The 20% basic rate band for 2016/17 will be £32,000 and for 2017/18 it was announced that this will be £33,500. This means that you will pay 40% tax if your taxable income exceeds £43,000 for 2016/17 and the threshold will be £45,000 for 2017/18. The 45% top rate continues to apply to taxable income over £150,000 for 2016/17.

New Personal Savings Allowance

A new tax-free savings allowance will be available to basic and higher rate taxpayers from 6 April 2016.  The new allowance will mean that no tax will be payable on savings income until the new savings allowance has been used up.  For the 2016/17 tax year, the new savings allowance is set at £1,000 for basic rate taxpayers and at £500 for higher rate taxpayers.  There is no savings allowance for additional rate taxpayers, who will be taxed, as now, on all of their savings income.

As a result of this change, banks and building societies will no longer deduct tax at source from interest paid to savers.  Consequently, if you are a non-taxpayer, you will no longer need to elect to receive your bank and building society interest gross.

For those whose income comprises wholly or mainly savings income the 0% savings starting rate remains available on the first £5,000 of taxable savings income.  However, this band is reduced by any taxable non-savings income (such that those who have taxable non-savings income of at least £5,000 do not benefit from the 0% starting rate band).  The combined effect of the personal allowance £11,000 for 2016/17), the new savings allowance £1,000 for basic rate taxpayers for 2016/17) and £5,000 starting rate band means that it is possible to receive up to £17,000 tax-free in savings income in 2016/17 (in addition to that receive in tax-free wrappers such as ISAs).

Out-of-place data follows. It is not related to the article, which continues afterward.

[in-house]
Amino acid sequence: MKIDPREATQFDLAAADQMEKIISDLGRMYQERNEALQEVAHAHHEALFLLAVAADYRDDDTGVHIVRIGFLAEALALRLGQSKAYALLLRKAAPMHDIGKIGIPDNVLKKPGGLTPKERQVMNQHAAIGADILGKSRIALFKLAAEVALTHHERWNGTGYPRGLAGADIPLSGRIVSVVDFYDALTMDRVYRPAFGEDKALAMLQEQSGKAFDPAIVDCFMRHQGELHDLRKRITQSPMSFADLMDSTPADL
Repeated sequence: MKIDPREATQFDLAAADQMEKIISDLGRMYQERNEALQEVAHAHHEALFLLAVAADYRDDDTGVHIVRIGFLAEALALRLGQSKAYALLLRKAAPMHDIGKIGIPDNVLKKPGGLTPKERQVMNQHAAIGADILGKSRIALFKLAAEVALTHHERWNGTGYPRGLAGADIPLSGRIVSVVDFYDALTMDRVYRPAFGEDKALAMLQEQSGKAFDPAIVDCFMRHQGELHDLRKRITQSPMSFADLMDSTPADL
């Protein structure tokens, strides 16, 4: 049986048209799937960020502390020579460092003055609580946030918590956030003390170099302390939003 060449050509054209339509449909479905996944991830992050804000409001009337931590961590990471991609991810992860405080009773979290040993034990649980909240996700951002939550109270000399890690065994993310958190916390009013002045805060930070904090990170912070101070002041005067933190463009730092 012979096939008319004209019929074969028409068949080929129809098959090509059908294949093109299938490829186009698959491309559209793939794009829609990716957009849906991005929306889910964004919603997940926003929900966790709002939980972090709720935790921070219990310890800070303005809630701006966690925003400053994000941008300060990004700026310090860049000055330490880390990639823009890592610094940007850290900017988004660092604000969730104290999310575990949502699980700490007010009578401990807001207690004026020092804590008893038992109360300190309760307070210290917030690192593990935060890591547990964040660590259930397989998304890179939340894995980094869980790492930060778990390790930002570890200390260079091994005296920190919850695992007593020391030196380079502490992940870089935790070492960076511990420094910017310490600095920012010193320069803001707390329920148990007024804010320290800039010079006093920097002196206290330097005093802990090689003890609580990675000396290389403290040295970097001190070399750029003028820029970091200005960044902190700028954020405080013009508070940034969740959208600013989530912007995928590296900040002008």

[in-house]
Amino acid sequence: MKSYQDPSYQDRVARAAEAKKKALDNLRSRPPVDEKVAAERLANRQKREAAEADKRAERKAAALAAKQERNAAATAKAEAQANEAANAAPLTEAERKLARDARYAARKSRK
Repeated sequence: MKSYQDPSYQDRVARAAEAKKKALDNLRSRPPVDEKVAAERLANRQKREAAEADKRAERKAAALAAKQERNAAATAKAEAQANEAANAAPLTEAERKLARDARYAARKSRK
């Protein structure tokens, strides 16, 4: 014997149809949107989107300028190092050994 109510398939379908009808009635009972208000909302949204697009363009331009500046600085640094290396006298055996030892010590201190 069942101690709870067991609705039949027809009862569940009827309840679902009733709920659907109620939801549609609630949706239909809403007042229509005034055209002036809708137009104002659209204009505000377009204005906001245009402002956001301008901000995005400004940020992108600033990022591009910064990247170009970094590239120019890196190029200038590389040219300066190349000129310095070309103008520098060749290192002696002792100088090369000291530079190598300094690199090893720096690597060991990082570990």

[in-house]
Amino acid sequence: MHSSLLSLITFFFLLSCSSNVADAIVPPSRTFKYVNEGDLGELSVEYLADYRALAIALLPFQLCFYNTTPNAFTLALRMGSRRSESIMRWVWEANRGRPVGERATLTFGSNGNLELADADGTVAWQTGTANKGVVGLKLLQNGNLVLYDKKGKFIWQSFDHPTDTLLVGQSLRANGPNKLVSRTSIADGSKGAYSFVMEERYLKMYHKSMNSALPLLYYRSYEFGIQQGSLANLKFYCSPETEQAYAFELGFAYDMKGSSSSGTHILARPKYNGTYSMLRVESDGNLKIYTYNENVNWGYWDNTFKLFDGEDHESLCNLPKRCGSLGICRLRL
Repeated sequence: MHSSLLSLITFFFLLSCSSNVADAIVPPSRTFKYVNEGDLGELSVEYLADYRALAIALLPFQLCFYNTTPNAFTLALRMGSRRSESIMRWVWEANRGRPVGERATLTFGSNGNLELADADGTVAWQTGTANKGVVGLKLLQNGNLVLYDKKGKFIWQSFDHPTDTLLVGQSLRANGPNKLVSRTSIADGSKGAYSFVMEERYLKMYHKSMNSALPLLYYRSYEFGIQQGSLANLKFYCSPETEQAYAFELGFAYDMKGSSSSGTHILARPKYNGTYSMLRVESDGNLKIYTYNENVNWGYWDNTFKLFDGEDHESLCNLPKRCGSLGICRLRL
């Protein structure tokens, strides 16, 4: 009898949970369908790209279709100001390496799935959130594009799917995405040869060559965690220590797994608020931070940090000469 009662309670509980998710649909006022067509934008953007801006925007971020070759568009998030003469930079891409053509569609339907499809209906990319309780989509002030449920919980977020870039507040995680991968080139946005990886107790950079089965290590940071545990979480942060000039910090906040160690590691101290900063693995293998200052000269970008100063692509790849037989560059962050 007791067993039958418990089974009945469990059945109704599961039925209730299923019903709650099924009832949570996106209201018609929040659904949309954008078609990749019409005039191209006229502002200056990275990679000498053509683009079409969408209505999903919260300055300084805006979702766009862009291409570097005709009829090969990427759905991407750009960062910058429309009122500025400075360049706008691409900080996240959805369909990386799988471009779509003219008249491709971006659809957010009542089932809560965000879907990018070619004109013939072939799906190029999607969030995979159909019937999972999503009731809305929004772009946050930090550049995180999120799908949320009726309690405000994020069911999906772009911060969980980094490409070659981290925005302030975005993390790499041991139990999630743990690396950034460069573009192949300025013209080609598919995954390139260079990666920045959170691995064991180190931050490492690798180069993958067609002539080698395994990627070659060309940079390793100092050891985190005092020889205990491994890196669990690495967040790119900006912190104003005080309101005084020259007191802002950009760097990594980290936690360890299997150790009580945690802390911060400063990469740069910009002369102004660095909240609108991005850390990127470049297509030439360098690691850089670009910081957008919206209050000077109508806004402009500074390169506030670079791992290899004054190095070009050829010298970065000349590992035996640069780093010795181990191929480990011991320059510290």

In light of the change to the taxation of savings, it may be beneficial to undertake a savings review with your tax or financial adviser.


As already announced, the basic personal allowance for 2016/17 will be £11,000.  The March Budget announced that this will increase to £11,500 for 2017/18. Remember that if your adjusted net income exceeds £100,000 the personal allowance is reduced by £1 for every £2 over £100,000 giving an effective rate of 60% on income between £100,000 and £122,000 for 2016/17.